Shane Wener, Ryan Suter, Curtis Glencross

PHT Morning Skate: Where Suter’s more important than Weber


PHT’s Morning Skate takes a look around the world of hockey to see what’s happening and what we’ll be talking about around the NHL world and beyond.

Sure he doesn’t have Shea Weber’s looming size, booming shot or kabooming hits, but there are some who believe that Ryan Suter might be more important to the Nashville Predators than his attention-grabbing partner. (Section 303)

Want the lowdown on the guy who trolled pancake-loving Los Angles Kings forward Dustin Penner with an Aunt Jemima container? Fake Chris Kontos has you covered. (The Royal Half)

Tomas Vokoun apparently wants to play the puck more often going forward. No word on if he’s invested in Bad Idea Jeans, too. (The Washington Times)

I haven’t seen a story about the historical ramifications of this, but John Erskine received a triple-minor penalty in Washington’s 3-0 win against Montreal last night. He received a double-minor for high-sticking and a single minor for elbowing. It’s a solid testament to the Habs’ futile power play that the Capitals still left the game with a shutout, though.

How different are the Capitals under Dale Hunter, really? (

Peter Mueller produced a glorious three-point night that many – myself included – worried wouldn’t happen again after his most recent bout with concussions. (All Things Avs)

Don’t look now, but the Jiri Hudler that the Detroit Red Wings once really missed seems to be back to that form – or at least close. (Detroit Free Press)

Mike Boone says that you “had to stay up late to gauge precisely how bad things are for your Montreal Canadiens.” I prefer broad strokes rather than precise aims, however, so I’ll just tab things as “really bad” for now. (Habs Inside/Out)

The Carolina Hurricanes made a trade with the Florida Panthers that includes Evgeni Dadonov, who better be known as “Big daddy” if that isn’t already his nickname.* (Hurricanes)

Click on the link to read Brian Burke’s “Ally Award” acceptance speech. (Maple Leafs)

Finally, here’s something from then “I totally meant to do that” department: Western Michigan’s fake/double slap shot:

* – What’s the deal with people calling each other “Big daddy,” by the way? That’s one creepy term of endearment.

Add Lecavalier to list of expensive Flyers healthy scratches

Vincent Lecavalier
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Are the Philadelphia Flyers aiming for some sort of record when it comes to expensive (potential) healthy scratches?

While lineups are obviously subject to change, notes that Vincent Lecavalier appears to be among a rather rich group of Flyers who are expected to sit during their season-opener.

Also likely to be in street clothes: Sam Gagner and Luke Schenn.

That’s $11.3 million in cap space rotting on the bench, and that’s only counting what the Flyers are paying Gagner.

“I really don’t know what to say,” Lecavalier said. “I’ll practice hard and be ready when they call me up.”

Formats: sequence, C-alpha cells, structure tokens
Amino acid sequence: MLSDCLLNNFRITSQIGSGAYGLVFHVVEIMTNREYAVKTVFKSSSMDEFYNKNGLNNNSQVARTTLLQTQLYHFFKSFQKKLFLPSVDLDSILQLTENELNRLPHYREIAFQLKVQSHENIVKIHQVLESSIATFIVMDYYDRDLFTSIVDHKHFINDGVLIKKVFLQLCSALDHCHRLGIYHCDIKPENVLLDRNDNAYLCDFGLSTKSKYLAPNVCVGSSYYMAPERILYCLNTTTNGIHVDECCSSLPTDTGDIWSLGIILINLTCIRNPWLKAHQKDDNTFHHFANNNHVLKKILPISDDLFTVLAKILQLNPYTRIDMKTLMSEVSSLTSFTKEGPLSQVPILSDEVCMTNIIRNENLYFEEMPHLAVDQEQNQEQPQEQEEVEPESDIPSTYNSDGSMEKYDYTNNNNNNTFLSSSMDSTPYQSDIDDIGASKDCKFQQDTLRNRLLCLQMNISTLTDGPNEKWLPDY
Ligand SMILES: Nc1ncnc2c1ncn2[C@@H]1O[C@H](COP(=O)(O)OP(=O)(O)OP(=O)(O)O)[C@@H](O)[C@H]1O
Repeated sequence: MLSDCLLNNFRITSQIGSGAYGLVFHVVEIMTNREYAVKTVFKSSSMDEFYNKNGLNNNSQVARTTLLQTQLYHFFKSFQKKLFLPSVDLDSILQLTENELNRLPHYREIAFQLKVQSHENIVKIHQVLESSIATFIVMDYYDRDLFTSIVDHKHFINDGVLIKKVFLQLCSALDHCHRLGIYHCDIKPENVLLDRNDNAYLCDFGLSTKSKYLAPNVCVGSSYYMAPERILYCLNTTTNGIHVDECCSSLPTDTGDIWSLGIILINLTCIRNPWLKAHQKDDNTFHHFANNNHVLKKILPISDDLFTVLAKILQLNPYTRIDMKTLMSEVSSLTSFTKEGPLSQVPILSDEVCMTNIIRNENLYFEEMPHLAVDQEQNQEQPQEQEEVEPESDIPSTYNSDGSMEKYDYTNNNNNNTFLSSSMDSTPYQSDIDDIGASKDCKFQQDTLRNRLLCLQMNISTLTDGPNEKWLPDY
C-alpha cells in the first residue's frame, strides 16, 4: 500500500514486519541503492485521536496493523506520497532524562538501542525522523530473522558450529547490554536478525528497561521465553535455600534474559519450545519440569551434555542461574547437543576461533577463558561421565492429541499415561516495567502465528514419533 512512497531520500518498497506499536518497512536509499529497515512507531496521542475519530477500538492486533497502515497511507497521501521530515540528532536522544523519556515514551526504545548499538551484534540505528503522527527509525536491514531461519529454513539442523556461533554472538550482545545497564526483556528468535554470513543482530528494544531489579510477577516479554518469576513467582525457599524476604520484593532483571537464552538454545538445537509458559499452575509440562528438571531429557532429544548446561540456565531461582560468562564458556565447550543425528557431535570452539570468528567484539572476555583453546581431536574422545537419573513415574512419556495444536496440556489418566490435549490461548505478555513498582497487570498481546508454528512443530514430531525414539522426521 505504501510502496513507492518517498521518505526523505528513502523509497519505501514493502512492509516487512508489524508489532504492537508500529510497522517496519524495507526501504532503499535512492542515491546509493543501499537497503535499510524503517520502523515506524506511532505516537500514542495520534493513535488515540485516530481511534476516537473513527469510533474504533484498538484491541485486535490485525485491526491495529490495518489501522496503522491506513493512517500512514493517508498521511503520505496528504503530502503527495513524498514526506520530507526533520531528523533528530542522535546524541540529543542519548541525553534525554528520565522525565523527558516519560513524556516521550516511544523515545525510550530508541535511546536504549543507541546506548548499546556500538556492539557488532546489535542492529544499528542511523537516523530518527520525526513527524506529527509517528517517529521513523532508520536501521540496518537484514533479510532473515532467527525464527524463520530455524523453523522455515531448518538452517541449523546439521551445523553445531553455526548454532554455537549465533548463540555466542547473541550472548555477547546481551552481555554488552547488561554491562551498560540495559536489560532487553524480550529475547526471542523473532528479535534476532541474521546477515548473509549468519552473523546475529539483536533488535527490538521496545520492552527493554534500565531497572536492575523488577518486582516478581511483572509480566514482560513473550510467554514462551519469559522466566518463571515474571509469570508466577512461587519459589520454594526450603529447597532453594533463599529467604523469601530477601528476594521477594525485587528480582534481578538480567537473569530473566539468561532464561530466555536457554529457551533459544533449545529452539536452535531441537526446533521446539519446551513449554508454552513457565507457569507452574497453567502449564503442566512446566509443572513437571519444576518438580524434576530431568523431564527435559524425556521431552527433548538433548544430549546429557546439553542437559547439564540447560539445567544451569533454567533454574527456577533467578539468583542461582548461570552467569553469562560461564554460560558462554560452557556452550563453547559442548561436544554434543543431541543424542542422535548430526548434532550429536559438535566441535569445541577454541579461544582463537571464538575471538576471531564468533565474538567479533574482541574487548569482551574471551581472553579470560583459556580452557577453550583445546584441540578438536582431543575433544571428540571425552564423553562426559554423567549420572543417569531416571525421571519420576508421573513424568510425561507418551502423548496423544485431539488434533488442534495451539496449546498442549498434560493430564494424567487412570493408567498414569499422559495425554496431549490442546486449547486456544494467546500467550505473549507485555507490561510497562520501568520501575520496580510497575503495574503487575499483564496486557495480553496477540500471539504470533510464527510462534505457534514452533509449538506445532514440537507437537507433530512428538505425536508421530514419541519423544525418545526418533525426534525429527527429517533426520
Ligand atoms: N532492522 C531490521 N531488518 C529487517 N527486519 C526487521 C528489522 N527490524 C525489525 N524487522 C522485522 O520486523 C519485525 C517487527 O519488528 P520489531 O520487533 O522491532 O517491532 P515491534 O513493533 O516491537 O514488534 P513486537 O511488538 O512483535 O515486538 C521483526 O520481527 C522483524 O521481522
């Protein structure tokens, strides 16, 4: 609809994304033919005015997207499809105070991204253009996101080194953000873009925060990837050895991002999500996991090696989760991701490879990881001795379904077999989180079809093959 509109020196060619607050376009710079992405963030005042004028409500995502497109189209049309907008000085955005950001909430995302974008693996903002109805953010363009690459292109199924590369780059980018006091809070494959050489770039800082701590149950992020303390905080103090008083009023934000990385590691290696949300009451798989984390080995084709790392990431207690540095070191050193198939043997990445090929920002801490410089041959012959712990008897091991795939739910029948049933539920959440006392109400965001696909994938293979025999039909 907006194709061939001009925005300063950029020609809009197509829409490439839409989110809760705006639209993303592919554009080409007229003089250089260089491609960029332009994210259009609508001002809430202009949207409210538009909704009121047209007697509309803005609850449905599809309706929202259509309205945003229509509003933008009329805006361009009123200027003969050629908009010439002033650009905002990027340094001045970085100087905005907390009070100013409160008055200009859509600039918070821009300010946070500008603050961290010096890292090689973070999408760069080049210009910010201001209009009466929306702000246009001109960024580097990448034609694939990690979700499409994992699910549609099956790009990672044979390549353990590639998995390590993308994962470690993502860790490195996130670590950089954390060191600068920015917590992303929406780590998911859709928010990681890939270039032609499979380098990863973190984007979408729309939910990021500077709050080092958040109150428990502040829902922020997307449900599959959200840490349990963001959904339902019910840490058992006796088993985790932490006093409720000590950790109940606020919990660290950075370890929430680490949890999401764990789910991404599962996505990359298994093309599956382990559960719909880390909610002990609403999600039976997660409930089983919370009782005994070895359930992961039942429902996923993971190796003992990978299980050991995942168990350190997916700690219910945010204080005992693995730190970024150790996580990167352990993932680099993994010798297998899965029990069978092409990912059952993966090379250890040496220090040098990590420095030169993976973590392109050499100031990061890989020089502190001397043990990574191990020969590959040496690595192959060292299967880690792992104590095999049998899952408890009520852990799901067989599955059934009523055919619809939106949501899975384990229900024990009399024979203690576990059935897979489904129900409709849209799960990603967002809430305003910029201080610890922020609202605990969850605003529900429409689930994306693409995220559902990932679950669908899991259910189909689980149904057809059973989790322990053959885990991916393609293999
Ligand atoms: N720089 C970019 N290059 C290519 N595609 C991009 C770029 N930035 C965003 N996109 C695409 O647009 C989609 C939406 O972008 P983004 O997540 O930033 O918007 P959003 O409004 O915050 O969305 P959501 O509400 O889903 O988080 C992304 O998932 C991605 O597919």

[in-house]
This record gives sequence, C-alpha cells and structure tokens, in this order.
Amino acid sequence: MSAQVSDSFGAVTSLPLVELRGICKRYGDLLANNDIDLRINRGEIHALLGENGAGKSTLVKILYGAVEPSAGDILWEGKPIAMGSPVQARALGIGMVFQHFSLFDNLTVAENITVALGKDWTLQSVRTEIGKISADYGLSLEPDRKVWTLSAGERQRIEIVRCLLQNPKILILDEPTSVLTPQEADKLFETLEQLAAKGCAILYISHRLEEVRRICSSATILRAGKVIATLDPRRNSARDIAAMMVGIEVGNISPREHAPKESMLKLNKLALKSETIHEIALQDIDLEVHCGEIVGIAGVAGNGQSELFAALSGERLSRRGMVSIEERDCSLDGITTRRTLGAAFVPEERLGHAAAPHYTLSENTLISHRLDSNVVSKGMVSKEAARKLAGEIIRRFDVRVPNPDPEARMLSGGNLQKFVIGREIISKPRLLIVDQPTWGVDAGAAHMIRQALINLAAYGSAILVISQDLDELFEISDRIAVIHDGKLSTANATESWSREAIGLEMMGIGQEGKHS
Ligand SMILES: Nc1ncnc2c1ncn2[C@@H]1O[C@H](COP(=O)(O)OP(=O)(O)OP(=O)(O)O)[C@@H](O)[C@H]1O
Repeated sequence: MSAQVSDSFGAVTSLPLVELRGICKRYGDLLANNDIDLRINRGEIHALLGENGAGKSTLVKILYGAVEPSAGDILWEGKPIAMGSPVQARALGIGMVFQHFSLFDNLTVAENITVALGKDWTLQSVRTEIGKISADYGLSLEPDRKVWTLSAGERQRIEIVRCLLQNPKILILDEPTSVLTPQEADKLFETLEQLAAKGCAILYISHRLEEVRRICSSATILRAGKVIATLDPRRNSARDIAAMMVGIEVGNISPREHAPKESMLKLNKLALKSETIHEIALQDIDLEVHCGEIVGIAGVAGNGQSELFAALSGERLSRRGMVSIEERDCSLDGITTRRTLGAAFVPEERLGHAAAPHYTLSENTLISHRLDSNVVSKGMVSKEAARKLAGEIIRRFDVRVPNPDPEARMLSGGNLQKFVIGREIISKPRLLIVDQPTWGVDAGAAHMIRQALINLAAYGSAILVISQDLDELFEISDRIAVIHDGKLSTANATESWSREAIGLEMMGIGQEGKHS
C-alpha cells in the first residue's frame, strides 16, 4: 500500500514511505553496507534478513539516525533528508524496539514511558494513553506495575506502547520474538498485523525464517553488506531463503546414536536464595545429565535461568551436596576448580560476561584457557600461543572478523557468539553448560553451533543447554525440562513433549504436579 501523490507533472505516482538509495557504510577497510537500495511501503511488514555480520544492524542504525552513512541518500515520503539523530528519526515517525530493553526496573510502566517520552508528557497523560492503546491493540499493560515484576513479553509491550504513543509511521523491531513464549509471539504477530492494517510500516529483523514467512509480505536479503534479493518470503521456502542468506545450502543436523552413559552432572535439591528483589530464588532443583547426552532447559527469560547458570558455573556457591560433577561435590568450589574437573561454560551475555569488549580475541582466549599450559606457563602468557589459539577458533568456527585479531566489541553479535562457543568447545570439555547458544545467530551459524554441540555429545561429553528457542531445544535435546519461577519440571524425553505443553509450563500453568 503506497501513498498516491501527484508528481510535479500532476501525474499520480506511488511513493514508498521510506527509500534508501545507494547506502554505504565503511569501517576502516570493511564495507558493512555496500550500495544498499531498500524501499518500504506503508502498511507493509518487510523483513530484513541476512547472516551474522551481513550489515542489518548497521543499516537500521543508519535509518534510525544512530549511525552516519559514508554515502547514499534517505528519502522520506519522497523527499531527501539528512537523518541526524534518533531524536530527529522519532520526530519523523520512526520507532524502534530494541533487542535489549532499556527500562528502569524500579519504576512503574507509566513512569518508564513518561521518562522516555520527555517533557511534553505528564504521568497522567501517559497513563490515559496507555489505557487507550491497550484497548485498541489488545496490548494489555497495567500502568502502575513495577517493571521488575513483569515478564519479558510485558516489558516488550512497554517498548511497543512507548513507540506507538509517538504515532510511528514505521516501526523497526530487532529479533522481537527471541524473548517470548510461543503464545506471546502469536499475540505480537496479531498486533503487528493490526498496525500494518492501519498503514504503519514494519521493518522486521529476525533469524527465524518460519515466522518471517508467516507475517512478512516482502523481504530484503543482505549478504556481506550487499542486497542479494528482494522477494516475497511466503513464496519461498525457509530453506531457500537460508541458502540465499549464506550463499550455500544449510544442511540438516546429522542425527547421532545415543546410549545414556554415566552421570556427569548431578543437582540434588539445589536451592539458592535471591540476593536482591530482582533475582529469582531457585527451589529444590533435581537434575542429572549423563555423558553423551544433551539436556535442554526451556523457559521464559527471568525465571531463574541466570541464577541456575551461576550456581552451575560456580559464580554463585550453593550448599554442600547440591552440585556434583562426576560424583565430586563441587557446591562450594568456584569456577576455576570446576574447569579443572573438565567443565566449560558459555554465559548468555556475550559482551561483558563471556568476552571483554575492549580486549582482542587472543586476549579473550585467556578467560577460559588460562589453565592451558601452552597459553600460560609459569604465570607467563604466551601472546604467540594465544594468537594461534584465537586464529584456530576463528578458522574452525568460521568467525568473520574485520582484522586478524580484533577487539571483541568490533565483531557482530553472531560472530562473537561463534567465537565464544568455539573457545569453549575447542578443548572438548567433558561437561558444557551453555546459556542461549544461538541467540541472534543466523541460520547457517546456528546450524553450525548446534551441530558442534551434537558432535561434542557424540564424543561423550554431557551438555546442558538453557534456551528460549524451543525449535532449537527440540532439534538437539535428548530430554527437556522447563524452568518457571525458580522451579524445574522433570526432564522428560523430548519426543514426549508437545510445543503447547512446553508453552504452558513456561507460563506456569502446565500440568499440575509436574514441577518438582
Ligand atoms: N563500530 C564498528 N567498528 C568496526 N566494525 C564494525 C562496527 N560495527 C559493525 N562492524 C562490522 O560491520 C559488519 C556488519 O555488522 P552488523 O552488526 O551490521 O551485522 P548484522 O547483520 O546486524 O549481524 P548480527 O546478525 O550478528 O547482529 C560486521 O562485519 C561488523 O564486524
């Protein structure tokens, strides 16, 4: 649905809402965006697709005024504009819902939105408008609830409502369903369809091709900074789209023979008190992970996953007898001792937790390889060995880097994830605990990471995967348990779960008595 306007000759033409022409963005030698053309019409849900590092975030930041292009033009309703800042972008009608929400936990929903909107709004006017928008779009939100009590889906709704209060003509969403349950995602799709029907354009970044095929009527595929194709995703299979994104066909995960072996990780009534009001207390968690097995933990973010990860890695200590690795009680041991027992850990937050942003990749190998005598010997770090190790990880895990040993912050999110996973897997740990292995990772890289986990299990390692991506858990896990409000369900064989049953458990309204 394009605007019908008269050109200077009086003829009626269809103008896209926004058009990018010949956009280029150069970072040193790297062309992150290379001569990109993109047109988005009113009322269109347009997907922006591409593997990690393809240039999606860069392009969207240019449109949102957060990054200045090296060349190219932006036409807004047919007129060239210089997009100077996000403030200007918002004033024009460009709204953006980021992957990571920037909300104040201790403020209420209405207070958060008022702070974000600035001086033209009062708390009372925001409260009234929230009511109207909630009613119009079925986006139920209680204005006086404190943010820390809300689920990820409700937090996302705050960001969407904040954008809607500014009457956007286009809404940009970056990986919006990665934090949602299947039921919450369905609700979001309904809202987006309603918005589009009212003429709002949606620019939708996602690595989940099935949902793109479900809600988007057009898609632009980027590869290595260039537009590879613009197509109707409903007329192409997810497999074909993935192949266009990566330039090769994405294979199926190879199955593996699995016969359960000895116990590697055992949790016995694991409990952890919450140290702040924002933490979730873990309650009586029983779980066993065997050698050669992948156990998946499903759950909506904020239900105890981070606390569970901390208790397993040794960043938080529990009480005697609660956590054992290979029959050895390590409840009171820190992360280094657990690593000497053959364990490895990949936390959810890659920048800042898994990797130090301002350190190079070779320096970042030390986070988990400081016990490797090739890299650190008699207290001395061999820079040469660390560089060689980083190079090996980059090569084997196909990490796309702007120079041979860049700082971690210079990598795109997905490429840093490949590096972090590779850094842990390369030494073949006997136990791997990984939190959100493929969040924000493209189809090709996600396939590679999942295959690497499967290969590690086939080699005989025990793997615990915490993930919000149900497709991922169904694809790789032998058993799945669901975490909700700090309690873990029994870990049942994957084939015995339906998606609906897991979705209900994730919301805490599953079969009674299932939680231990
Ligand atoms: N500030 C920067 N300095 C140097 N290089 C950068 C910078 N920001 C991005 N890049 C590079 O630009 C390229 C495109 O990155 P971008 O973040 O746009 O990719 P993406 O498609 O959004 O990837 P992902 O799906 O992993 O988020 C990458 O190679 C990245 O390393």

The quotes from Lecavalier, Gagner and Schenn only get sadder from there, a reminder that there are human beings attached to these numbers – whether you focus on disappointing stats or bloated salaries.

Flyers fans with the urge to reach for an Alka-Setzler can at least take some comfort in knowing that the team will see $6.8 million in savings after this season, as both Gagner and Schenn are on expiring deals.

It could be a long season, though, and this Lecavalier headache may not truly end until his contract expires following the 2017-18 campaign.

Video: NHL drops hammer, suspends Torres for 41 games


One of the NHL’s most notorious hitters has been tagged by the league.

On Monday, the Department of Player Safety announced that San Jose forward Raffi Torres has been suspended 41 games — half of the regular season — for an illegal check to the head of Anaheim’s Jakob Silfverberg.

The length of Torres’ suspension is a combination of the Silfverberg hit and Torres’ history of delivering hits to the heads of opposing players, including Jordan Eberle, Jarret Stoll, Nate Prosser and Marian Hossa.

“Torres has repeatedly violated league playing rules,” the Department of Player Safety explained. “And has been sanctioned multiple times for similar infractions.”

The league also noted that Torres has been warned, fined, or suspended on nine occasions over the course of his career, “the majority of which have involved a hit to an opponent’s head.”

“Same player every year,” Ducks forward Ryan Kesler said following the hit on Silfverberg. “I played with the guy [in Vancouver]. He needs to learn how to hit. That has no part in our game anymore.”

As for what lies ahead, things could get interesting upon potential appeal:

Torres successfully appealed a suspension under the previous CBA, getting his punishment for the Hossa hit reduced from 25 to 21 games.

Under terms of the new CBA, Torres isn’t categorized as a repeat offender because his last suspension came in May of 2013 — more than two years ago.

Of course, part of the reason Torres hasn’t run afoul of the league in two years is because he’s barely played.

Knee injuries limited Torres to just 12 games in ’13-14, and he sat out last season entirely.